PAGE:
What are the types of surge tank?

Compressor surge tank

These tanks are the closed type with an open interface between the water at the bottom of the tank and air at the top of the tank. A compressor would supply the required air, if the required amount of air is pumped to the tank the pressure of the air and the water is equalized, some air will be absorbed into the water as it flows in and out of the tank. So we need to check and maintain the air volume and pressure. The compressor needs to be connected permanently to add air when needed.

Bladder surge tank

This type of surge tank consists of an elastomeric bladder and this would separate the gas and the liquid. So if there is an increase in pressure during the valve operation or during the pump start-up the fluid will enter into the tank through the connecting pipe so when the fluid enters it compresses the trapped gas in the tank and the pipeline fluid energy is used to compress the gas volume until the pipeline stops. In case of the pipeline reversal, the surge tank would discharge the fluid and the gas expands and this could prevent the low pressure. This type of surge doesn’t need any maintenance and in this tank, the water and the air get absorbed and because of this there is no need for a compressor or control system to top it up and because of this, we don’t inject air into the pipe.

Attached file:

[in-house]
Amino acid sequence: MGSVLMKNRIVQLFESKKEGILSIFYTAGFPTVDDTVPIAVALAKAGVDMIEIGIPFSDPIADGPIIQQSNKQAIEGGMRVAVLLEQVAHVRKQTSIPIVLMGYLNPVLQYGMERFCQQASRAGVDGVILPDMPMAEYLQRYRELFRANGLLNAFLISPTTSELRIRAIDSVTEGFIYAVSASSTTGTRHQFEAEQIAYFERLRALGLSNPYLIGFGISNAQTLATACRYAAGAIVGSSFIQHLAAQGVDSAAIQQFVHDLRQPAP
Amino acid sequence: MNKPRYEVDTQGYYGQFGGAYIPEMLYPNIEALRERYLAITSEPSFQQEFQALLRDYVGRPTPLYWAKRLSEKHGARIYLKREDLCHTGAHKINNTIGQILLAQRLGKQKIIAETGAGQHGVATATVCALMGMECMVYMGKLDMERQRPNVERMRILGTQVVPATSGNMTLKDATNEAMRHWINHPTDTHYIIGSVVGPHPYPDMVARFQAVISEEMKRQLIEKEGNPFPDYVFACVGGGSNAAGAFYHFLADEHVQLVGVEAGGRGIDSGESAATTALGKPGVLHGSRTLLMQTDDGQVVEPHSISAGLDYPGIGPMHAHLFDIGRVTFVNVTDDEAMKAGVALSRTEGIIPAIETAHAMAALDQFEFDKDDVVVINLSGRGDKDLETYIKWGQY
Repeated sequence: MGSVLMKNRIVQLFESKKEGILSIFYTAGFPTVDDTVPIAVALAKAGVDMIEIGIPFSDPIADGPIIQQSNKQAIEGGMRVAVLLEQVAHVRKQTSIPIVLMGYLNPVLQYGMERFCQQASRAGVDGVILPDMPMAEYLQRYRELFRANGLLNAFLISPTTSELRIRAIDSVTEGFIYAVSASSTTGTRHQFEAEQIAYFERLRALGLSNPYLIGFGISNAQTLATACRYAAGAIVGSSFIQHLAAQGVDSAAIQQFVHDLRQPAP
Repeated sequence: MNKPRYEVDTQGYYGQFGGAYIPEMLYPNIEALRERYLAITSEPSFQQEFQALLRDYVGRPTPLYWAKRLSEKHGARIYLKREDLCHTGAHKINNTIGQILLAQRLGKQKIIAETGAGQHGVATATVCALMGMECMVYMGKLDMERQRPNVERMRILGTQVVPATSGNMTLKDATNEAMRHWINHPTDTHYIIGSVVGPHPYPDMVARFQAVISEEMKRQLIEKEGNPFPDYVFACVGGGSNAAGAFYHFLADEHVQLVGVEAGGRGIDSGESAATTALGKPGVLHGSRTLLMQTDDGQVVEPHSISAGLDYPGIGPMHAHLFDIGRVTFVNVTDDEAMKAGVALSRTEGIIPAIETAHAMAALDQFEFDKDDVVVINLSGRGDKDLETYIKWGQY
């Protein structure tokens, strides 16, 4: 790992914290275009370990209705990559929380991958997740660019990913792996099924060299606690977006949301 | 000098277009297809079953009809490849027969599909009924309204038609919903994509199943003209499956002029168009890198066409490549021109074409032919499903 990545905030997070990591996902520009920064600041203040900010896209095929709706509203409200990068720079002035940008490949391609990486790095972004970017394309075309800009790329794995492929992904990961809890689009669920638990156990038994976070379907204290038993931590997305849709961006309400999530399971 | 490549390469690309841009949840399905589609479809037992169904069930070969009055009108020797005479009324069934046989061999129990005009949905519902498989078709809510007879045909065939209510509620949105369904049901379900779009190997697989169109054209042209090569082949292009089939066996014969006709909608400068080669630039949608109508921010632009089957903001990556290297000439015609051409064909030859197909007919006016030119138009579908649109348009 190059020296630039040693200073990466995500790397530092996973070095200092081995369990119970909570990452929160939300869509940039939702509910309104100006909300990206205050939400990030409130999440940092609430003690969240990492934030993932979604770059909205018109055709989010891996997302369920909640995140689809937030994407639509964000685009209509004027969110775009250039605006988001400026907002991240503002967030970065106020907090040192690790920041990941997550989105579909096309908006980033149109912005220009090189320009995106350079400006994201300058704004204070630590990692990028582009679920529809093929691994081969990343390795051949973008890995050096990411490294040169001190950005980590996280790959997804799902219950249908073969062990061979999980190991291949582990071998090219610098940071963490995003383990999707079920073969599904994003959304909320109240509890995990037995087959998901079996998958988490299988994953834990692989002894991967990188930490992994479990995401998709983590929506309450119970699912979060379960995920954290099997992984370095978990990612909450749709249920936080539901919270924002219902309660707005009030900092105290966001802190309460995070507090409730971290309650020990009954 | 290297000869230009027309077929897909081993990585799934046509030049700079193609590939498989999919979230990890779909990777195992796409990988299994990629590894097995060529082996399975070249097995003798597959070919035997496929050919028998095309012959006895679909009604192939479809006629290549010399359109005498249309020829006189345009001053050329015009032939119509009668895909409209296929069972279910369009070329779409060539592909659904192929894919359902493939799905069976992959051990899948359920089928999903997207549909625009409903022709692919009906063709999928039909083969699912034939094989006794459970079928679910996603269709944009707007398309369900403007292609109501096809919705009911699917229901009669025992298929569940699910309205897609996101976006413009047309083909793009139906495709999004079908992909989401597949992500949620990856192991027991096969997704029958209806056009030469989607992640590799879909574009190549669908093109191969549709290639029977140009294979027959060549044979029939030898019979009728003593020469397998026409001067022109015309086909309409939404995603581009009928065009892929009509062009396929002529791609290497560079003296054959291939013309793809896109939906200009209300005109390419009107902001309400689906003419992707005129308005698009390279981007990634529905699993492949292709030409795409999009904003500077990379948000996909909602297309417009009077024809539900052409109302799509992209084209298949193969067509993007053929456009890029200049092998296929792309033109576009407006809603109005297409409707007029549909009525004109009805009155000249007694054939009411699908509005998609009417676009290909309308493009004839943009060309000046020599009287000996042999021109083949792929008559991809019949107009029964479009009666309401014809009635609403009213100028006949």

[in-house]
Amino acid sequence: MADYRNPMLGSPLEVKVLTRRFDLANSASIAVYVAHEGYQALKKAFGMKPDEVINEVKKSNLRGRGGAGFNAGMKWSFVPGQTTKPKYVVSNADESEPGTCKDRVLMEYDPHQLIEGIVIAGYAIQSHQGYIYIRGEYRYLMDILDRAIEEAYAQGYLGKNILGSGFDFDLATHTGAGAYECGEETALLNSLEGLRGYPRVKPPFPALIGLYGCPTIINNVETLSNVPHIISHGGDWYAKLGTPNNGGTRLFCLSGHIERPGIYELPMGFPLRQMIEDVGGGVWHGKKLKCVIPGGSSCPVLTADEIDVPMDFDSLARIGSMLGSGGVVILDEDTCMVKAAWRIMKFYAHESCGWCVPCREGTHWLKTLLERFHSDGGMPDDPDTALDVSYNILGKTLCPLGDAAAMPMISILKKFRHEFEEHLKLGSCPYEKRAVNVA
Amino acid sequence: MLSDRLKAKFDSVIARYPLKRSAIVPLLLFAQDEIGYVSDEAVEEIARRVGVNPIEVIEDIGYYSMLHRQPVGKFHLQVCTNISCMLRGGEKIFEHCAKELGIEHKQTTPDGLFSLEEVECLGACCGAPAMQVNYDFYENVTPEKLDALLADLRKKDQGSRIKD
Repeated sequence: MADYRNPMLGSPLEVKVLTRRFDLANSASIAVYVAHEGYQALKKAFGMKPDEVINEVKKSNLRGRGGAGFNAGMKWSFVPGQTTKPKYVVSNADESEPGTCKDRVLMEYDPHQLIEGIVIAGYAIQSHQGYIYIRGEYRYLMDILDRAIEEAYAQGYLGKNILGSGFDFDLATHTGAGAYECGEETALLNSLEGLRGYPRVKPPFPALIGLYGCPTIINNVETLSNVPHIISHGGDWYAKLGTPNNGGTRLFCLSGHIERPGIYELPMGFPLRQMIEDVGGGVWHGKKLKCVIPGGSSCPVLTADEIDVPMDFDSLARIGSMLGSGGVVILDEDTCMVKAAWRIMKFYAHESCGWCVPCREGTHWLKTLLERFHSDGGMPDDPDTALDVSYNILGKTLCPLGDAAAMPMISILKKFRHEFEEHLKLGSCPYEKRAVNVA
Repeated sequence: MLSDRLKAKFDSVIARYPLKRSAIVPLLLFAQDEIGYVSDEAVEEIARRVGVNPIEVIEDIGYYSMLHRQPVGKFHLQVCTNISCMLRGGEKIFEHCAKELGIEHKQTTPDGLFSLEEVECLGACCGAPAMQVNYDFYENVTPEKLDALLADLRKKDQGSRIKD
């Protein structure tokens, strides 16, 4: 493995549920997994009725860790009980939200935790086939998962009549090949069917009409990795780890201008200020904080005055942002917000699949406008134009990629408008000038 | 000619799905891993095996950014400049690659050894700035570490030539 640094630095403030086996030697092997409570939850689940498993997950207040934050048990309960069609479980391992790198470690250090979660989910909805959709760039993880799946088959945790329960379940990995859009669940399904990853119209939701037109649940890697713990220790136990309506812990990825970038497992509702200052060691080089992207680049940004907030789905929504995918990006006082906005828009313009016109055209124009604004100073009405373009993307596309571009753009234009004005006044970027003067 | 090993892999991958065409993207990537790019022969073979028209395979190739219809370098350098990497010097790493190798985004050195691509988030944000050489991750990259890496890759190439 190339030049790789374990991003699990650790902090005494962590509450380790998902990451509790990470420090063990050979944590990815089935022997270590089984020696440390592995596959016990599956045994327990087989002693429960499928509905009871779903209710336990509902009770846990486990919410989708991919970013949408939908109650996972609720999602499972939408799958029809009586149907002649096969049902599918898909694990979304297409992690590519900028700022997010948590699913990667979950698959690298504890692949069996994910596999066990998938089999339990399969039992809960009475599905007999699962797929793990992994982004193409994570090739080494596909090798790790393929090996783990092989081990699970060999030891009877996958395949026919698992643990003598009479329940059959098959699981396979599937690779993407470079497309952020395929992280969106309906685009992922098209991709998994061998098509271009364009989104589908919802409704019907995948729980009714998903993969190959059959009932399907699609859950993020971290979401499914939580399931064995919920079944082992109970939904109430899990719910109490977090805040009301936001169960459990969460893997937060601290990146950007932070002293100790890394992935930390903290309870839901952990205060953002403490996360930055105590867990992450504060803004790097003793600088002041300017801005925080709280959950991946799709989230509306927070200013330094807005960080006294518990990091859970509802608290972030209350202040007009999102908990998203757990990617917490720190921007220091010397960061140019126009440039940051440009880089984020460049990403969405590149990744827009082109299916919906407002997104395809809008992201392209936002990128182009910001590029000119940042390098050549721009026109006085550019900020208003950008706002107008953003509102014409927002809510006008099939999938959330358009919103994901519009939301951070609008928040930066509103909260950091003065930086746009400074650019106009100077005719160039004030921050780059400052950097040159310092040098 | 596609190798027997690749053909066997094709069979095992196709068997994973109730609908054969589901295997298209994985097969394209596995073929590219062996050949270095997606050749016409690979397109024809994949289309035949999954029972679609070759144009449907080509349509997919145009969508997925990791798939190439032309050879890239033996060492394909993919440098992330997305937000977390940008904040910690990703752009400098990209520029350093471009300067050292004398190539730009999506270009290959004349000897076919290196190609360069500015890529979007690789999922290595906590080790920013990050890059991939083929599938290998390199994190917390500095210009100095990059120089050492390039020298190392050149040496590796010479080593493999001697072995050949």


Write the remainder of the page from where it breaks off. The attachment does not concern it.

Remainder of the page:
Hydro-pneumatic surge tank

These tanks are pressure vessels and they will be filled with operating fluid partially and it also has a gas blanket to discharge the fluid if the pipeline pressure decreases. If the pressure in the pipeline increases then the tank would accept the fluid by compressing the gas trapped within the tank. In order to keep the proper level, these tanks have a proper supply of gas and some have a level control system in order to automatically maintain the correct gas to liquid ratio. Due to the absorption of gas into the liquid, the gas must constantly be replenished on this type of system and an air compressor is used to keep the tank operational. The operation of the hydro-pneumatic surge tank is similar to that of the Bladder surge tank in order to control the pressure surges.

Simple surge tank

A simple surge tank is like a vertical pipe and it will be connected between the penstock and the turbine generator. This tank has good height and there are supports to hold the tank. If the water is increased quickly then the water will be collected in the tank and the pressure will be neutralized. The surge tank top is opened to the atmosphere so in case if the water level rises beyond the surge tank then it will overflow, and by this, the pressure can be maintained.